Formulating a new vaccine and getting it licensed for use in infants presents sobering challenges, however. Changing pertussis ingredients could alter the effectiveness of the tetanus and diphtheria components in the DTaP shot—which in some places also contains hepatitis B, inactivated polio, and Haemophilus influenza type b antigens. All told, bringing a new vaccine to market could cost several years and hundreds of millions of dollars. Companies that profit from current pertussis vaccines may balk at the investment.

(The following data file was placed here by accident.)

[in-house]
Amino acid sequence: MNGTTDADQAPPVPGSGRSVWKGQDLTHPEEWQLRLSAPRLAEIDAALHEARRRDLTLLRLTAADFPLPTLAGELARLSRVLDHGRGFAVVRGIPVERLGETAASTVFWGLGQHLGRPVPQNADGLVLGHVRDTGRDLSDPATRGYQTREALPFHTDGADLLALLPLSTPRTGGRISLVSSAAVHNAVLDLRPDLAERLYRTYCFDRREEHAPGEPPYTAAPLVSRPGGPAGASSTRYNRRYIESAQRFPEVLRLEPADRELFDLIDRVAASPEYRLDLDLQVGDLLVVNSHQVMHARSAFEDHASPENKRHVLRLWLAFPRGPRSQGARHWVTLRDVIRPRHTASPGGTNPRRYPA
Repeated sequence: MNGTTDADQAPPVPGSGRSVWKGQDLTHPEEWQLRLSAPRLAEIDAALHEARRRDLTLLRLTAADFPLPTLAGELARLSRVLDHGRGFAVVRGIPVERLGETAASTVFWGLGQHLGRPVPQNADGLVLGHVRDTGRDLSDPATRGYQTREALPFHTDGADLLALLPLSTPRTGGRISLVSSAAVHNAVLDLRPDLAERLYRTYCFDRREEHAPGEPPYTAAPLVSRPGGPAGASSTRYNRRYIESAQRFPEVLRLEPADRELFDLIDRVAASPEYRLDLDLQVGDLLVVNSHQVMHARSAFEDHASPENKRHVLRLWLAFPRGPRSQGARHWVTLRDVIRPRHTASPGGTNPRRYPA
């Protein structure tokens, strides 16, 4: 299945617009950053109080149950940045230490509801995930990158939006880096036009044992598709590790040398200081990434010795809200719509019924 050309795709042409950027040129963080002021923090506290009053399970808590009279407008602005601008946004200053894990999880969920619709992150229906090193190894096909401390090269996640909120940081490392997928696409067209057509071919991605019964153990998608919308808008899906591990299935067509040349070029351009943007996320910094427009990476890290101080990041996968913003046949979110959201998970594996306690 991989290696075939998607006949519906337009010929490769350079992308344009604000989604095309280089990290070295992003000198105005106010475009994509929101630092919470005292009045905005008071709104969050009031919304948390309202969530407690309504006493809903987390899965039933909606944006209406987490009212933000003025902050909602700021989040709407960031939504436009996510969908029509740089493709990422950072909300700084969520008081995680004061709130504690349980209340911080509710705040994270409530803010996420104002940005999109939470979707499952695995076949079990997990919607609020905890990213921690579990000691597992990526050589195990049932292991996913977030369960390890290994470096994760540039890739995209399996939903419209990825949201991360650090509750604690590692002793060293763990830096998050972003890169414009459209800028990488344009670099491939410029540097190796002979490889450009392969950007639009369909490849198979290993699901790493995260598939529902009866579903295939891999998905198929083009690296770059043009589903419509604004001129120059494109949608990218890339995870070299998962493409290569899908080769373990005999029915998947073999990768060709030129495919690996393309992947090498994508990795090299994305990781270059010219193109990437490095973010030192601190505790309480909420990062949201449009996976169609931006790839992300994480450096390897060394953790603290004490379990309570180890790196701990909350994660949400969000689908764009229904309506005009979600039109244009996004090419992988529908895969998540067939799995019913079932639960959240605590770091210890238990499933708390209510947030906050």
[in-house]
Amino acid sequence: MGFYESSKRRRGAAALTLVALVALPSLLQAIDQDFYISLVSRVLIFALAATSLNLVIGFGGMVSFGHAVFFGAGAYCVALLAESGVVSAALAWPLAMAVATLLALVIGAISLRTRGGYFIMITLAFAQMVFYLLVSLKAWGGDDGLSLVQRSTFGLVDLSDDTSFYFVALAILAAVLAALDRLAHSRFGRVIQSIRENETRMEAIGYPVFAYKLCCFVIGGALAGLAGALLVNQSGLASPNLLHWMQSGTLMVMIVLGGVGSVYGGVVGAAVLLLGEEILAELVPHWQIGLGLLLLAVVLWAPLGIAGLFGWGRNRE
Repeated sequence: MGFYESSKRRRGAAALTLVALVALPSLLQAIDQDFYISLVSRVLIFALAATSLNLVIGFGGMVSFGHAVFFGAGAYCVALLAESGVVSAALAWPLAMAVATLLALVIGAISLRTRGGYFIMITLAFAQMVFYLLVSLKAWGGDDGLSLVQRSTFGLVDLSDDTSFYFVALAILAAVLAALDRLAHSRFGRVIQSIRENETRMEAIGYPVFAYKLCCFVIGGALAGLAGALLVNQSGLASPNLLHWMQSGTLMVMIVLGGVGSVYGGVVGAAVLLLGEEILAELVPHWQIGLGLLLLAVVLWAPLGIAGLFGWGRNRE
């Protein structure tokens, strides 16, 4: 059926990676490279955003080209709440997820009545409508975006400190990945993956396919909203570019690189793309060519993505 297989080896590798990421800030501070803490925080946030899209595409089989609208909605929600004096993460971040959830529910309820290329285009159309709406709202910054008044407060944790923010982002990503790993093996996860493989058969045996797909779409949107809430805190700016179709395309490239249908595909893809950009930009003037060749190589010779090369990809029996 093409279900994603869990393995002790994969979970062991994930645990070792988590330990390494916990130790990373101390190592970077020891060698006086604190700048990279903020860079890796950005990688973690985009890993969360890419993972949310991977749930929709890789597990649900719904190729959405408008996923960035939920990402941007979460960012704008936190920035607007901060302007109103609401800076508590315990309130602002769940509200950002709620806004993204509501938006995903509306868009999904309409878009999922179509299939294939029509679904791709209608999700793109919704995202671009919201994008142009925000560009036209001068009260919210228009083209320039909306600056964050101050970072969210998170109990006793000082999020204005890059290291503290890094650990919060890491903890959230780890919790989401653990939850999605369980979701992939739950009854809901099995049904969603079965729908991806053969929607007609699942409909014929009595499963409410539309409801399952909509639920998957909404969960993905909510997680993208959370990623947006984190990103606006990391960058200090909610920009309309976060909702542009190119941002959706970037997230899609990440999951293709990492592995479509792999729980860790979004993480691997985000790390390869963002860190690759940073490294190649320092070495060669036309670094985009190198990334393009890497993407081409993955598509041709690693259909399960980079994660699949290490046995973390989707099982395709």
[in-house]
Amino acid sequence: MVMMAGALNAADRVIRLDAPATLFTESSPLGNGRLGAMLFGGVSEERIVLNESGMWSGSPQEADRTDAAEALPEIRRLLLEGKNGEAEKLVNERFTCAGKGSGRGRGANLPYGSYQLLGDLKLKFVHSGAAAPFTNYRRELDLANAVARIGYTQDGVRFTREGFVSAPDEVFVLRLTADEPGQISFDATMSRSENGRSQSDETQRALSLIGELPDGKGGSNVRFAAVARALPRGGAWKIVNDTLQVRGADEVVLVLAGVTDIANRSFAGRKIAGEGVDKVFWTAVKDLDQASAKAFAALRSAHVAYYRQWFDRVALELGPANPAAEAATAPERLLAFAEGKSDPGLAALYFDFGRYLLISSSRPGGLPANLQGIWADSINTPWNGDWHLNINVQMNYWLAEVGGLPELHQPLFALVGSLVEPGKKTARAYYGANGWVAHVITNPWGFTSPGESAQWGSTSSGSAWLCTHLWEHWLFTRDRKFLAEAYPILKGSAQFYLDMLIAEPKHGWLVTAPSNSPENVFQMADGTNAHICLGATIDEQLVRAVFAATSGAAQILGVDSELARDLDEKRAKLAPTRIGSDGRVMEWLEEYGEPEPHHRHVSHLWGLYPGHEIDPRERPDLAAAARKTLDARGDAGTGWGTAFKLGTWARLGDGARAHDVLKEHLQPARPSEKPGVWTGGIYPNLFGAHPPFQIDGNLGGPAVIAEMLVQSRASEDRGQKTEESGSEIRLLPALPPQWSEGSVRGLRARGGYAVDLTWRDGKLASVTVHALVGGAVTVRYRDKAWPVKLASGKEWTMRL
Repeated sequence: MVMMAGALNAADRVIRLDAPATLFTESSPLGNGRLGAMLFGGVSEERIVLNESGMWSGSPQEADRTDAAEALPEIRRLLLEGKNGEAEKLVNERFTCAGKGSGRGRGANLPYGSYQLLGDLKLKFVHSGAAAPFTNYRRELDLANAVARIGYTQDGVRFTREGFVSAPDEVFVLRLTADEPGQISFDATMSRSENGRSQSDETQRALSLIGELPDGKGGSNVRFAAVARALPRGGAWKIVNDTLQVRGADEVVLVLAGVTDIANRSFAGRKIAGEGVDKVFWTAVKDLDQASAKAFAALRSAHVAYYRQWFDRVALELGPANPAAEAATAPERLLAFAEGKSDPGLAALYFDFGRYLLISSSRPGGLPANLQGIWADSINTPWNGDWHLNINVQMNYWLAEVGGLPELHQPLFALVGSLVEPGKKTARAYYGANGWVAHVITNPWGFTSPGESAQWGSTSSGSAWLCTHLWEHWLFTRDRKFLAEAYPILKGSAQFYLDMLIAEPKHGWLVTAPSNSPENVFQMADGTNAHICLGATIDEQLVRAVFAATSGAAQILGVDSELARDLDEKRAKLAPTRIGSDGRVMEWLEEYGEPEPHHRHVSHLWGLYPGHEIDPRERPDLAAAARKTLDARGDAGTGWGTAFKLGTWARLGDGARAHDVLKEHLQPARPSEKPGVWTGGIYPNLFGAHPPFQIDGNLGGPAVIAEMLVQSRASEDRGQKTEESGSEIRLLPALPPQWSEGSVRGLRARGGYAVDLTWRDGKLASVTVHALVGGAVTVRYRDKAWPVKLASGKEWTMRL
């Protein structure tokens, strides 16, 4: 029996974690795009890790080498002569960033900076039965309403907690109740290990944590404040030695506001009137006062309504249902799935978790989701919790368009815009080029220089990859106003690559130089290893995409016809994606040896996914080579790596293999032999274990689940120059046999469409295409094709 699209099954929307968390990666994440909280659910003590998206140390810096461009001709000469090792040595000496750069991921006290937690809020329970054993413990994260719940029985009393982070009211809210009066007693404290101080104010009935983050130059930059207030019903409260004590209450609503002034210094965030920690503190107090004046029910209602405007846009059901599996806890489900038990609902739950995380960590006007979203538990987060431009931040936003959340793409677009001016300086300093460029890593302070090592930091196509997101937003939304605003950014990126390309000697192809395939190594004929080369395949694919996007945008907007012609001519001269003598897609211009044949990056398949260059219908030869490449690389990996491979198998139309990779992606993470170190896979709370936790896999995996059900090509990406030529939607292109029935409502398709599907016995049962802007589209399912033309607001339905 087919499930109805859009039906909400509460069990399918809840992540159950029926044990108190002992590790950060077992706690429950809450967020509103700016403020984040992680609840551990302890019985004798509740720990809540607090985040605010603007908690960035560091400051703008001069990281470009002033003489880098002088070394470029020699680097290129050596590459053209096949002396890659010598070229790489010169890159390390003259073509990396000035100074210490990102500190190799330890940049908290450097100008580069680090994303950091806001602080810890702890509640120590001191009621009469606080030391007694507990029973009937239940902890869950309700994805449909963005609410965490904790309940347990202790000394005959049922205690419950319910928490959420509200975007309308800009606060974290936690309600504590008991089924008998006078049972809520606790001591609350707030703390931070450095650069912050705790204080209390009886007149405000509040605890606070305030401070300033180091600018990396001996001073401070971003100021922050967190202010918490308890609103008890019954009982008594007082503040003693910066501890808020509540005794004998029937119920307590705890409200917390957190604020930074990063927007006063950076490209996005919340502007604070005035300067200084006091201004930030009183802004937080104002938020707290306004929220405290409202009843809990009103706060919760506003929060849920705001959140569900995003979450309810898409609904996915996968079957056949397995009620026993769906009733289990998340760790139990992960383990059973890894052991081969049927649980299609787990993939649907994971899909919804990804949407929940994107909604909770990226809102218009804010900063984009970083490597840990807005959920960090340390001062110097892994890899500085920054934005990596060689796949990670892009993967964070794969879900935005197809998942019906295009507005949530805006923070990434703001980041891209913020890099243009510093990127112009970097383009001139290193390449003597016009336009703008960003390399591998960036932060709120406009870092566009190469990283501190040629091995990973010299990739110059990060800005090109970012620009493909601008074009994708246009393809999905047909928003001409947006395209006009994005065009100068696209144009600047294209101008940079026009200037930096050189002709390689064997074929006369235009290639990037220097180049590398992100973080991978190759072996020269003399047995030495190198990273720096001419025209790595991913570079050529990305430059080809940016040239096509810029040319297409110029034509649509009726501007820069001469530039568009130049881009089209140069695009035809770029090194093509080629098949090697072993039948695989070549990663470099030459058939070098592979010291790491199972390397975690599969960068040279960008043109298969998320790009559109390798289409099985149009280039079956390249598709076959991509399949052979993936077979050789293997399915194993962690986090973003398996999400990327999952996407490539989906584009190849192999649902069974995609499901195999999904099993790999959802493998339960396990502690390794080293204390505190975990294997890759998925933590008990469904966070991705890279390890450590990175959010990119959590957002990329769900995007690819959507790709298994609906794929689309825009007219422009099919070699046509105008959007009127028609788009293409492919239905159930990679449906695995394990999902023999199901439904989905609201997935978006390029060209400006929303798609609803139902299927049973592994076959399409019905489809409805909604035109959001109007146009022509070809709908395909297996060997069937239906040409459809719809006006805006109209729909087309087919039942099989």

But until government and industry commit to the effort, CDC's Clark and other epidemiologists suspect that pertussis cases in countries that use DTaP will continue to climb.

  • * Arthur Allen is a writer in Washington, D.C.